Brian Blanco for The Boston Globe
None of the best-known potential Republican presidential contenders has yet to formally declare his candidacy, but when they do, it's clear it'll be a two-fer.
Mitt Romney says his wife, Ann, has been the one egging him on to mount a second White House campaign.
Tim Pawlenty doesn't issue a press release without mentioning his wife Mary's assent with the news.
Callista Gingrich was in the foreground of the photograph her husband, Newt, posted online when he announced he was exploring the possibility of a campaign.
And Haley Barbour repeatedly invoked his wife of nearly 40 years, Marsha, as he courted gun owners, grandparents, and other potential supporters during a recent two-day swing through New Hampshire.
He also underscored her specific concerns about a campaign today when he decided against a race, saying he didn't have the "absolute fire in the belly" to forge ahead with a campaign.
It's all part of an effort to humanize the men who would be president, and court the women they'll need to get elected.
In Gingrich's case, it's also an effort to address head-on a challenge to his candidacy: the fact that Callista is not his first wife, but his third, a potential sticking point with social conservatives.
To Joyce Schuck, it may also mark a subtle shift in the role of the political wife one she embraces.
Shuck's husband, Steve, ran for governor of Colorado in the 1980s, and the experience prompted her to write a 1991 book on the subject, "Political Wives, Veiled Lives."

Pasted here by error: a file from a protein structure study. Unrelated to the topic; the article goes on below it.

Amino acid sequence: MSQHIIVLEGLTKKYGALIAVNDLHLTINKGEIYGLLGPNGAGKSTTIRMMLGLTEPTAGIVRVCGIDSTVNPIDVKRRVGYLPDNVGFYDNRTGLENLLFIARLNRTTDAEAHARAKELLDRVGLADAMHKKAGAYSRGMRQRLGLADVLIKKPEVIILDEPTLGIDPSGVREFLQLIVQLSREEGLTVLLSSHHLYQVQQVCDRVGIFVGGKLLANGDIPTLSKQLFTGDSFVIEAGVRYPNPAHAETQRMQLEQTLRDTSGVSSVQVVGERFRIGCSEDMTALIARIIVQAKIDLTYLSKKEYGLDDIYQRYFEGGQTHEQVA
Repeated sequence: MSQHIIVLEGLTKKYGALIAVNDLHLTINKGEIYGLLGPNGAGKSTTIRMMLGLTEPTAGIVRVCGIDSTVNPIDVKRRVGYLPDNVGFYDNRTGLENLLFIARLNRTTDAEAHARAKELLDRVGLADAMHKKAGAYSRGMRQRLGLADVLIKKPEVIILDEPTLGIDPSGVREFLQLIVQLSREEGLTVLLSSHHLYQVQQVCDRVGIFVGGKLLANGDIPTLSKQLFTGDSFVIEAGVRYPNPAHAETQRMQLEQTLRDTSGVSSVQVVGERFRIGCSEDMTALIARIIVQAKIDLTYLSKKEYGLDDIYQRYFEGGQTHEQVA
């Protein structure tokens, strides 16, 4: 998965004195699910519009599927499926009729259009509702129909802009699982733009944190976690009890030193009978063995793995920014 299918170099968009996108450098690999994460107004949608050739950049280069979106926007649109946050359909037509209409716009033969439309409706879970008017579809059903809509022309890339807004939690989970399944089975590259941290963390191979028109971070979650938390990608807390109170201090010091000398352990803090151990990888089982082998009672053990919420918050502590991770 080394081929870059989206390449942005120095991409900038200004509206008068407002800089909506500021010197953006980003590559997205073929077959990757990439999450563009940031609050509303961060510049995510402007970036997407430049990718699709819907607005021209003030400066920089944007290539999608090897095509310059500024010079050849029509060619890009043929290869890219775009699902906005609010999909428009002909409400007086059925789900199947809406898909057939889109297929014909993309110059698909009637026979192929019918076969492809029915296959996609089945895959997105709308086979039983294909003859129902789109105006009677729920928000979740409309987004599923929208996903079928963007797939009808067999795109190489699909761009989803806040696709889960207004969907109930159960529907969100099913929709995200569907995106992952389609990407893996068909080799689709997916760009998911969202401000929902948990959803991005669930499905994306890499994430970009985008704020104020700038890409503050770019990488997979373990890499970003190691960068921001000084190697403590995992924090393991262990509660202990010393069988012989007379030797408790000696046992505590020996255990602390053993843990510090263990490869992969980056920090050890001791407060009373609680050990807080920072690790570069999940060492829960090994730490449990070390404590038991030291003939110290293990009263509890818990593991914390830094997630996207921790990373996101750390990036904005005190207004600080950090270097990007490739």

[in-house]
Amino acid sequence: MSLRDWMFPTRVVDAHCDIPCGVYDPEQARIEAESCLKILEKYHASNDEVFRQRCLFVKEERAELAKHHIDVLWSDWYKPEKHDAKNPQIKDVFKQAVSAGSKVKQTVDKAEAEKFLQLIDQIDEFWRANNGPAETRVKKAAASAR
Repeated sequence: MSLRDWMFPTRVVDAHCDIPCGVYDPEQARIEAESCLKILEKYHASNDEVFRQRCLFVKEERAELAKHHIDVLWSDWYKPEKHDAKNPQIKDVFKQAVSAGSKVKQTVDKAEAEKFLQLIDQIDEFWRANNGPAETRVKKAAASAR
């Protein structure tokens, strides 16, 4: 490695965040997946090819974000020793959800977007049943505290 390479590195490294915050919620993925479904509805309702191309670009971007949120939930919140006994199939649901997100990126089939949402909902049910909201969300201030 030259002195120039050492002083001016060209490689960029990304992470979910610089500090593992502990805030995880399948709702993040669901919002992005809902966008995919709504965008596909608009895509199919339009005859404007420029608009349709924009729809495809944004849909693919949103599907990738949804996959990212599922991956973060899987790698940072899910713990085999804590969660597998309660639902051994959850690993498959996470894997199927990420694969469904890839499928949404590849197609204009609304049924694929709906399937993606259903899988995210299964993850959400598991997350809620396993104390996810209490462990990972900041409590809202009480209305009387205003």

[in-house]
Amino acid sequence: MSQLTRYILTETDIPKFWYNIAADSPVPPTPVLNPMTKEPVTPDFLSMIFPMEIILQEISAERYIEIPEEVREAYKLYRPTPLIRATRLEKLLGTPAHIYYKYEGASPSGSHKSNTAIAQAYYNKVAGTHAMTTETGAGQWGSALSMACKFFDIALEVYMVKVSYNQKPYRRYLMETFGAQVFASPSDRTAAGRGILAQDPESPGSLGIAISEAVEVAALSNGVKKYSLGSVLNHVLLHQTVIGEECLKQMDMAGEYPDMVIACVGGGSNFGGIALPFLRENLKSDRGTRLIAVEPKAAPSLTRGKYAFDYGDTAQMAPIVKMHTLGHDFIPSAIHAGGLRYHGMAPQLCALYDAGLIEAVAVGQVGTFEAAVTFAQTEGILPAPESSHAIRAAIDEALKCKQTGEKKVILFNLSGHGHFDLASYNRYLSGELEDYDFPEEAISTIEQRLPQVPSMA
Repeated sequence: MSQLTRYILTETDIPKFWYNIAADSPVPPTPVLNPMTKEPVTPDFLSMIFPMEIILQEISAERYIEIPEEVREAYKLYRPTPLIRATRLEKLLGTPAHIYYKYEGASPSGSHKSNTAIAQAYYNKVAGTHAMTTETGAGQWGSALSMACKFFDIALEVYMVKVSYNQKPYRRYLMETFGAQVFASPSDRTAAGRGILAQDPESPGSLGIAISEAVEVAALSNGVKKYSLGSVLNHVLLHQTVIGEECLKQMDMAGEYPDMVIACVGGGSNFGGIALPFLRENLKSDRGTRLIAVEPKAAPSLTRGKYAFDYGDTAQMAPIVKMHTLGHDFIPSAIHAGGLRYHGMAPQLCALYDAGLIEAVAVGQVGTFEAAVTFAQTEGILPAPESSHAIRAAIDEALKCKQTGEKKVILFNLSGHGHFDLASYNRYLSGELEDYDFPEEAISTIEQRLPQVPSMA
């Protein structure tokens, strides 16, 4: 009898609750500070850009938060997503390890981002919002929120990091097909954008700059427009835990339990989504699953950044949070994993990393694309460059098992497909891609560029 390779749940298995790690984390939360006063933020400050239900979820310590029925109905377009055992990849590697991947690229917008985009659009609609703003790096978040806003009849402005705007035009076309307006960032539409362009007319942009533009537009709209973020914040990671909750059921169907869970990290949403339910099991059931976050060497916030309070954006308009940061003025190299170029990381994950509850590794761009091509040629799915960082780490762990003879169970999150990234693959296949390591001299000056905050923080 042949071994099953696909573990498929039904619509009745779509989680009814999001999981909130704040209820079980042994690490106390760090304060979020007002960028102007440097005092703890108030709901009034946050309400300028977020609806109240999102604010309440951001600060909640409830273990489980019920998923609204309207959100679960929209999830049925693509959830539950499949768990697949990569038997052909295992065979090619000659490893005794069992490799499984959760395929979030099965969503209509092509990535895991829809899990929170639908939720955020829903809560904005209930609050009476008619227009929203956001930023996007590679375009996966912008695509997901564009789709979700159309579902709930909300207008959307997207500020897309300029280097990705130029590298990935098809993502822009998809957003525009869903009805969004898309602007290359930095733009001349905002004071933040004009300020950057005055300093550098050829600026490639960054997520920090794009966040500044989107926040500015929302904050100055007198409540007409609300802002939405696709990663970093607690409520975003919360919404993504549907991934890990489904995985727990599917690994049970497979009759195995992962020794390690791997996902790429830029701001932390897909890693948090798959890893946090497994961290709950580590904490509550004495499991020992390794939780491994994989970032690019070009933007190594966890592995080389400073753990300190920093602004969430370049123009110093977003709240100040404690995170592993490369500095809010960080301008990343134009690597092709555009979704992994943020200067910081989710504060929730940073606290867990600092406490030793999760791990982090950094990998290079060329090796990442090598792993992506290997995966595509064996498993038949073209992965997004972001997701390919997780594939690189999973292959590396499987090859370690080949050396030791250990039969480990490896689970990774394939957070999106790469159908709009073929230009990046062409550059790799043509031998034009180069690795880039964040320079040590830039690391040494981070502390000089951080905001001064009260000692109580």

She said: "When you’re in politics as the political spouse, you have to conform to a role, and that role has generally been and still is traditional, in that the spouse takes a subordinate position. Now, maybe, it's turning into more of a joint venture, so to speak."
That was the case in 2008, when Alaska Governor Sarah Palin became the Republicans' vice presidential nominee, illuminating her political partnership with "first dude" Todd Palin.
Another prospective female presidential candidate in 2012, US Representative Michelle Bachmann of Minnesota, speaks often of her husband, Marcus, and their five children, but he has largely remained in the background. He runs their Christian counseling practice back home.
The prominence of a spouse in presidential politics has waxed and waned through the years.
The apex, of course, may have been Eleanor Roosevelt, who helped her husband, Franklin Delano Roosevelt, not only become governor of New York but president of the United States. Her works before she met him, during their life together, and at the United Nations and elsewhere after his death, established her as a political force in her own right.